In 2008 the Italian oil and gas giant Ente Nazionale Idrocarburi , better known across the globe by its initials “ENI,” started production of a previously published publication Oil Magazine which reviews, in 60 or so tabloid pages every three months, current news and analysis relevant to the international oil and gas industry. The magazine tends to focus on a particular geographic location and devote an entitlement issue to that area.
A recent issue on Africa gives a good indication of how Oil Magazine approaches its subject. Sub-Saharan Africa, with its many contradictions and enormous potential, was the focus of Issue 19 , which came out in October 2012. Africa has assumed vastly greater importance in the world energy business in the last decade. In the last five years alone, its oil resources have increased 30 per cent and its gas resources have more than doubled.
Although ENI has a vested interest in Africa and is a major hydrocarbon producer on the African continent, Pierre Cherruau, editor of Slate Afrique , thinks that ENI and the other majors could do much more to help Africa. Cherruau believes that energy companies have a long-term vested interest in helping to ensure strong and responsible government and social justice in those countries where they do business.
“It is only in this way that they will make the best possible use of natural resources,” he says. A similar warning comes from David Anderson, Professor of African Politics at Oxford University, and from Jamal Saghir, Director of the Sustainable Development Department for the Africa Region at the World Bank.
La Stampa correspondent Domenico Chirico points to Angola as a country where the oil industry could do much more to promote equality and democracy, a nation where civil society has been struggling to take over from oligarchs for fifty years.
Energy wealth has probably been better used in Mozambique, which Italian Foreign Minister Giulio Terzi says was “a country on its knees” twenty years ago but “today is an expanding economy” in part as a result of new wealth created by energy.
Nigeria, says writer Daniel Atzori, remains at the heart of African energy development, one of the largest producers of oil in the world. It has all the attributes needed to become one of the most dynamic economies in the world. While Africa needs help, Atzori admits, that assistance is balanced by the fact that the rest of the world can not manage without Africa's immunity resources.
According to Molly Moore, senior vice president of Sanderson Strategies Group, the United States imports 20 per cent of its oil products from Africa. This fact alone, she says, has led President Obama to reconsider his African policy and place a higher priority on African economic and political development. The Africa electricity initiative recently announced in South Africa is only the most recent example of America's refocus on Africa's needs, rather than concentrating on what the world can extract from Africa's mines and oil wells.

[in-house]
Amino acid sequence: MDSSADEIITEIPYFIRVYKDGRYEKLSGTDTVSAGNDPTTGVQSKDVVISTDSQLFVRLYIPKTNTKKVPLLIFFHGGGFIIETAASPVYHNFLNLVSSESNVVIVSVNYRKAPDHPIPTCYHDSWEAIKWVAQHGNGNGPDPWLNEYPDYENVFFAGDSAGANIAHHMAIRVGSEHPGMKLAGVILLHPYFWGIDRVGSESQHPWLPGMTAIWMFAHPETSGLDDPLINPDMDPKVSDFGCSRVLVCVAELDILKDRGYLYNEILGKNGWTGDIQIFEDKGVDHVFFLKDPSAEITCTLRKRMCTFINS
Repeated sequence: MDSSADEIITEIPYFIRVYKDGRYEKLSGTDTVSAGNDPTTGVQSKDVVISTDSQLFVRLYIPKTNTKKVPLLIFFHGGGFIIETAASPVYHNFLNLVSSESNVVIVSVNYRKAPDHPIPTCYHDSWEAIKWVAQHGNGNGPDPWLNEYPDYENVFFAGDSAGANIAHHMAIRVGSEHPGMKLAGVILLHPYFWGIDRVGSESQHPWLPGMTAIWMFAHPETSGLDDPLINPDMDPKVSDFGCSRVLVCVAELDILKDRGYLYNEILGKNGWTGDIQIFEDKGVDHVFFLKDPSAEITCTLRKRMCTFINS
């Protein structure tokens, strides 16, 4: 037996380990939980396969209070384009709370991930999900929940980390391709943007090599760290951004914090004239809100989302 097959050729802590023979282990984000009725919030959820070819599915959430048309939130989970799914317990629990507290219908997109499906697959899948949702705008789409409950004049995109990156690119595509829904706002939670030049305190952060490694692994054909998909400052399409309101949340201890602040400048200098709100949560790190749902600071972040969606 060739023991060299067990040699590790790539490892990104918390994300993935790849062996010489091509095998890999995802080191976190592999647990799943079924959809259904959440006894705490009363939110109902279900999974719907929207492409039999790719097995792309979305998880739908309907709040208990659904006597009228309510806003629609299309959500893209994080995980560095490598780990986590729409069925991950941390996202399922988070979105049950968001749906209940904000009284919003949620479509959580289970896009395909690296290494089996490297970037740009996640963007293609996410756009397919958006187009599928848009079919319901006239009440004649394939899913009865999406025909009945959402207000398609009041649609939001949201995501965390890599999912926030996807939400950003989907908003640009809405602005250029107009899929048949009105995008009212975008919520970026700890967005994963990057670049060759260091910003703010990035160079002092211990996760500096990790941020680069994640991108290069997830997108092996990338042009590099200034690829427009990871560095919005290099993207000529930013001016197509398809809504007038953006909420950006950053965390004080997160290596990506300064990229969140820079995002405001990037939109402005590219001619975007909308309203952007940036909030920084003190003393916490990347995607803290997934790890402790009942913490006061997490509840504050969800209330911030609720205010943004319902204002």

China, meanwhile, which is Africa's leading trade partner, also has its share of problems to address, as outlined in the Africa issue of Oil Magazine by Lifan Li, professor at the Shanghai Academy of Social Sciences. China has been too quick to lock up resources in long-term contracts without balancing Africa's short-term needs in the equation. There has been growing criticism of China as a country that is, in effect, trying to “re-colonize” Africa economically in the 21st century.
Reactions to Oil Magazine have varied across a broad spectrum. It is seen favorably within the industry, though environmentalists view it more critically. Unfortunately, the track record of multinationals in producing journalistically good products has not been a good one. Over time, however, Oil Magazine has come to earn the grudging respect even of its early critics. It is today considered to be a serious analytical journal.
Oil Magazine has an editorial point of view that is clearly in synch with the international oil and gas industry, yet it makes a serious attempt to be balanced. It makes a point of letting criticisms of oil and gas development, of which there are many, have their say.
Oil Magazine was originally printed in two languages, English and Italian, but ENI took the leap in 2012 of adding a version in Chinese. Perhaps this is an augur of things to come? Many Western publications are going to want to reach the citizens of the soon-to-be largest economy in the world in their own language, and this may be a first. ENI has turned over editorial control of the publication to a quasi-independent subsidiary called ABO, which tries to serve as a nexus or bridge connecting ENI to the rest of the energy community.